Fresh from re-releasing their first 9 Pet Shop Boys studio albums, Getintothis’ Steven Doherty looks at the collective genius of Tennant and Lowe.
Formed in 1981, through a chance meeting in an electronics shop between singer Neil Tennant and keyboard player Chris Lowe, Pet Shop Boys are one of the most consistent bands in UK pop history.
They’ve had 42 Top 30 singles, 22 of them in the Top 10, four of them reaching number one. They have sold more than 50 million records worldwide, won a Outstanding Contribution To Music Brit Award, and are listed in the Guinness Book Of Records as the most successful music duo ever.
And yet…writing this feels like more of an ‘In Defence Of’ piece rather than a straight up Top 10. Pet Shop Boys are one of those that the general public seemingly find difficult to love.
This largely started in the mid 80s, a time when big budget videos and dance routines were king. The image of two older blokes, one singing stock still, whilst the other sulked behind a keyboard and little else going on really seemed to grate on people’s nerves. This coupled with the band’s refusal to play live for the first four years, when all the other major acts were touring on a massive scale worldwide, and instead of colourful art installations as album covers, their second album Actually was a small picture of the pair, with Tennant yawning against a plain white background, all seemed to compound the disdain.
Lyrically, they also came in for criticism, with songs such as S.H.O.P.P.I.N.G and Rent (Sample lyric I love you, you pay my rent) seen as shallow, basic almost childlike, the reality being they were writing about serious subjects (the two songs in question were actually about capitalism and a kept woman).
For those of us who love them however, the flip side is this: They are the creators of some of the greatest pop/dance music ever made, as well as the other areas of culture that they have touched.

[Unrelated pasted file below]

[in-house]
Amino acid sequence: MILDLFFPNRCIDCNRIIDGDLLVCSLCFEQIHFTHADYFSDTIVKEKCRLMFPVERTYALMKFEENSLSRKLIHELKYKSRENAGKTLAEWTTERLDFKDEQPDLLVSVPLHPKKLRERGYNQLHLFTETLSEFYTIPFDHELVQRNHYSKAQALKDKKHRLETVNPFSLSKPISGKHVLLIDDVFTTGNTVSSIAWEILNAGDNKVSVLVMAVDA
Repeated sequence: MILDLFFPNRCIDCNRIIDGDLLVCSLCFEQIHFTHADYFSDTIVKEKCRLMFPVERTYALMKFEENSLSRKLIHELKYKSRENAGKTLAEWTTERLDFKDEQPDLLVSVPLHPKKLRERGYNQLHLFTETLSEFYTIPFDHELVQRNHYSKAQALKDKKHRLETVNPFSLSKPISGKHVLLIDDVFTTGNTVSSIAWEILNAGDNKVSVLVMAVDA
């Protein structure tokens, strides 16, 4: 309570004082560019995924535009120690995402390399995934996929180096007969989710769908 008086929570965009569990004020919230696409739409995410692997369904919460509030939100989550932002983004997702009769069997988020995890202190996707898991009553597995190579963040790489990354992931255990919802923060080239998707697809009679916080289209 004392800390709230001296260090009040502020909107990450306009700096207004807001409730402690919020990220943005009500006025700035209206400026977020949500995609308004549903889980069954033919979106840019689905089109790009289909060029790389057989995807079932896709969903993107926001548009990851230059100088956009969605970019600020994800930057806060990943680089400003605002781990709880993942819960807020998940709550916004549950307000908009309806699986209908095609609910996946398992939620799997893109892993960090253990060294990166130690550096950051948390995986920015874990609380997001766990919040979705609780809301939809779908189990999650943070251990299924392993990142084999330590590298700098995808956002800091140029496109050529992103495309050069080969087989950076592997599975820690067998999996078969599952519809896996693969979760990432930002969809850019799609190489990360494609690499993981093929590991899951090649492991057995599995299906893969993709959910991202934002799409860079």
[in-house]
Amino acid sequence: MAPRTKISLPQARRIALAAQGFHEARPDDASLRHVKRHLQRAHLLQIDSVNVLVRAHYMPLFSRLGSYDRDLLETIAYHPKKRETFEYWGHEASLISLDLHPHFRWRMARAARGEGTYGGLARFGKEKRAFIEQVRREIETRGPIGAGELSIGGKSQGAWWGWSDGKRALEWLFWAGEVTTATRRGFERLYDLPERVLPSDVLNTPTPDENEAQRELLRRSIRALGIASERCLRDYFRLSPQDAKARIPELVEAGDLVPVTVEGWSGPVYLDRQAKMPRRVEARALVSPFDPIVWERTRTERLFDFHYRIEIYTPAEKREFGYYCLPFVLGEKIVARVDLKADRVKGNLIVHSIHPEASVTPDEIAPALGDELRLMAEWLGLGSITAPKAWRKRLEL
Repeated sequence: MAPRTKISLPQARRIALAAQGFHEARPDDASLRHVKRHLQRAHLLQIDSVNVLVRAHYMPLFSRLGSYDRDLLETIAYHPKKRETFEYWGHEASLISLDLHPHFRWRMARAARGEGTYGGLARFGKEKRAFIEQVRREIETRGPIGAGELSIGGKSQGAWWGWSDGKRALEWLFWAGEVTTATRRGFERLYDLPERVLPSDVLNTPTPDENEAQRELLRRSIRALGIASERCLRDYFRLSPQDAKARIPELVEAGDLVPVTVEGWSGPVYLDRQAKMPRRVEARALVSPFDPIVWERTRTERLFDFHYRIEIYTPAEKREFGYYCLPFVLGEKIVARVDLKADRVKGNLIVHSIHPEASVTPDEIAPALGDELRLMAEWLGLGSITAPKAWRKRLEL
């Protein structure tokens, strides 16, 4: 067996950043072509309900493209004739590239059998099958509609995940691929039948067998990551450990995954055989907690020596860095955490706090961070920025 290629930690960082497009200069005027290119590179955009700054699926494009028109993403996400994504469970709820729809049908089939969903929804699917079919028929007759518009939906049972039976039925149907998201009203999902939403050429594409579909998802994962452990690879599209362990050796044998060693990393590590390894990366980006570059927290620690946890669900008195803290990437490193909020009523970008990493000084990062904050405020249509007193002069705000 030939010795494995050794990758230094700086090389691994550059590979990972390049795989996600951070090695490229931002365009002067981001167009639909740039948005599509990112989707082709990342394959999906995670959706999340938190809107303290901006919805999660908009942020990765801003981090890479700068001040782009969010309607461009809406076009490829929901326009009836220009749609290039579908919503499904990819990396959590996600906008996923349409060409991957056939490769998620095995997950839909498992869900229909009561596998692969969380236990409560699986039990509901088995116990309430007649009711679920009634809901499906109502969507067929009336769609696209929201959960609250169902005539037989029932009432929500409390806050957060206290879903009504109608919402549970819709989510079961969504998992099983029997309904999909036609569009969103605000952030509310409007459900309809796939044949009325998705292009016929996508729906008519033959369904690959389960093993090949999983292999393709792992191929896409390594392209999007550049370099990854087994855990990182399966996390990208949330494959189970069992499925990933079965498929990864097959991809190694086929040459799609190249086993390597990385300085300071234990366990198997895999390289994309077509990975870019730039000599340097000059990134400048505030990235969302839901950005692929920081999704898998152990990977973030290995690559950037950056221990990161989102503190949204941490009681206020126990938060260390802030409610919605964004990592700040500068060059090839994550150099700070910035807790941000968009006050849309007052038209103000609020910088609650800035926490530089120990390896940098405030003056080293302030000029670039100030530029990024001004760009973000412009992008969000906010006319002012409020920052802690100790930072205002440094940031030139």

They’ve created a ballet, an opera and even a full-length feature film. They’ve written for massive pop stars (Kylie, Elton, Madonna, Tina Turner) and produced comeback albums for Liza Minelli and Dusty Springfield, both seen as faded beauty queens, re-invigorated musically in the public eye. They’re still one of the very few bands who have a fully functioning actual ‘fan club’ (ask your parents).
Lyrically, Tennant is an actual genius. Making it look effortless, he writes about complicated matters with simplicity and has a flourish whilst writing about the simplest of things. A book of his best works One Hundred Lyrics and A Poem is to be released at the beginning of November (one for your Christmas lists).
So the general public have got this one wrong. They should be building statues of the Pet Shop Boys not sneering at them for wearing cone shaped hats.
And if further proof were needed, here are 10 of their finest moments.
10. Can You Forgive Her? from Very, 1993
The first single from their only UK Number one album to date, this was the debut outing of one of their most iconic looks, the conical hats. This was a much heralded return to a dancier PSB after more maudlin previous efforts. The song’s main protagonist is mocked by his girlfriend for liking disco over so-called ‘real music’, this was seen as something of a shocking song topic at the time..